Sinners & Saynt: Black Attack

So, maybe I’m a bit behind, but there is an all “black” issue of Italian Vogue that is set to hit the stands pronto. Chanel Iman, Iman, Veronica Webb, and Jourdan Dunn are set to be the models of choice for the issue that will surely detarnish Vogue’s current position as least Afrocentric of all style tomes.

Sinners & Saynt: Black Attack fashion

The Vogue name has endured it’s fair share of scrutiny for recent exploitations, most recently Lebron James/King Kong cover, and I’m guessing this is some way to make good to the black community.  Of course, there are some questions I must ask about the intentions of this issue and whether or not an all black issue of Vogue is not just another way to sell more magazines by taking advantage of an entire color of people.

Is an all black Vogue really necessary?

While African American’s, Africans and just about every other race of person who isn’t “fair” skinned have not enjoyed much attention in the pages of high fashion glossies, it seems that a black issue of Italian Vogue is just a bandaid over the  blood wrenching decapitation that are the countless years of segregation, racism and the overall lack of diversity that has permeated the fashion world.  While changes need to be made to incorporate race into fashion, I feel that a Black Vogue will only be a minor fix, as if some high level executive decided to throw tan folk a bone by giving them the chance to be on every page of the famously pale tome.

Sinners & Saynt: Black Attack fashion

While it is appreciated, in the long spectrum of what will bring on positive change, this will only be a baby step on securing more spots for blacks in fashion magazines like Vogue.

Why not American Vogue?

Anna Wintour is quick to play superhero at the MET, but when it comes to being a champion for all people it seems like her super vision is set to white.  Anna’s main fault as an editor has been her inability to diversify. The cover of Vogue, which once was graced with models, is now filled with the images of top light skinned celebrities (though rare talents like Jennifer Hudson have once graced the cover).  The pages are filled with top models who vary from shades of eggshell to tan eggshell, but rarely do we see spreads devoted solely to black talent.

So why didn’t Anna take this opportunity to showcase black models in a special edition of American Vogue?  The reason is really unknown, but I’m sure the idea didn’t sit well with Wintour or controlling company Conde Nast.  I feel in a magazine marketplace like America, where African Americans have formed their own niche with magazines like Essence, Jet, and Vibe it has become increasingly difficult for companies like Conde Nast to infiltrate and attract an audience of African American readers.  No increase in readership, no desire to diversify.  In business terms it makes sense, but is it good enough reason to ignore an entire race, especially when considering the power magazines like Vogue have in the fashion world?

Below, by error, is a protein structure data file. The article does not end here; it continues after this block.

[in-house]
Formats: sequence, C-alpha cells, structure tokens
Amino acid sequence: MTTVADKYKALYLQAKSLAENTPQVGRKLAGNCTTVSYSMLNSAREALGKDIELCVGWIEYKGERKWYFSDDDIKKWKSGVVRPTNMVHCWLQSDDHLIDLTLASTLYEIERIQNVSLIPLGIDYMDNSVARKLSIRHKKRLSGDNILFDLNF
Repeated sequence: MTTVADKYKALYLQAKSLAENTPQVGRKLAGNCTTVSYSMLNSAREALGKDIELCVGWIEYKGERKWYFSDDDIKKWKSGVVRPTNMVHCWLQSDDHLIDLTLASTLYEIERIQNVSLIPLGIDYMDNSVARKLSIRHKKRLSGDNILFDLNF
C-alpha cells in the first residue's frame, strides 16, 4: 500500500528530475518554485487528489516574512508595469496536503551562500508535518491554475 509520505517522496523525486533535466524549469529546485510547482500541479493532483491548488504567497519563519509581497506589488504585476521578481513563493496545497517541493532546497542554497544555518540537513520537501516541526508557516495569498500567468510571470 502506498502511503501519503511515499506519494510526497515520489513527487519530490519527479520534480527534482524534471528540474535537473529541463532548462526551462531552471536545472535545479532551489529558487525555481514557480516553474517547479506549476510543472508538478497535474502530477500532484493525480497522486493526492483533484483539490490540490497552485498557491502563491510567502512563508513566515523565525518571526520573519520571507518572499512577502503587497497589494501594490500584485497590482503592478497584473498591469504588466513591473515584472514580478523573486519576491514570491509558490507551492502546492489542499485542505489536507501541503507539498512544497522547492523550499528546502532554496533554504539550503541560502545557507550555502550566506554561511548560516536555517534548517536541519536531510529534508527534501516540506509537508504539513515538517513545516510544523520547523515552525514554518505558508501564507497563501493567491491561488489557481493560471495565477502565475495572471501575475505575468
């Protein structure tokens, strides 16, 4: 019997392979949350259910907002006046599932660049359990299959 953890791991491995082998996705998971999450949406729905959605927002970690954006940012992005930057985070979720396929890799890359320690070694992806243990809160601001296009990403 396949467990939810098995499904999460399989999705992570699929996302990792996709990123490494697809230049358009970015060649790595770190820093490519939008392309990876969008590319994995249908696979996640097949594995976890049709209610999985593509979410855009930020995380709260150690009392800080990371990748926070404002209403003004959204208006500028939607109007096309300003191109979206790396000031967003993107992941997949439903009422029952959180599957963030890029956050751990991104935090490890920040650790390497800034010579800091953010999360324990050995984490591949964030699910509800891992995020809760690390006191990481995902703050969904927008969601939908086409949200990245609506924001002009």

Do we need to instill Affirmative Action Initiatives in fashion? 

Answer after the jump…

Yes.  Like industries before it, fashion has been plagued by a sense of elitism amongst those of a fairer complexion. Since designers, stylist, photographers, and most importantly magazines like Vogue haven’t taken action to make change, I feel that it is the right of the government to enforce change and bring about positive change on the image of beauty in America.  Black is beautiful. African is beautiful. Spanish is beautiful. Asian is beautiful. But until it’s on the cover of Vogue, few will ever appreciate it in advertising, marketing, and commerce.  If the editors can’t make this happen I’m all for enforcing change.

How can we change things?

My suggestion is for everyone who cares about diversity in fashion to do one thing when the all black issue of Italian Vogue comes out, BUY IT!!! But, don’t buy any other issue of Vogue.  Put down the American, French, Chinese, and any other edition of the magazine. Don’t put a dime in Wintour’s bonus check and just purchase Italian Vogue for one month. Put a message out to the publishers who own these magazines that you do approve of more blacks appearing in fashion magazines. Demand change with your pocketbooks and after every single issue is sold, STOP BUYING VOGUE!!!  You can’t affect change unless you are willing to stick to your guns. The continued downturn in sales will force the magazines to recognize your desire for more diversity and will bring about change to fashion that will result in more love for those who weren’t born with pearly white skin.


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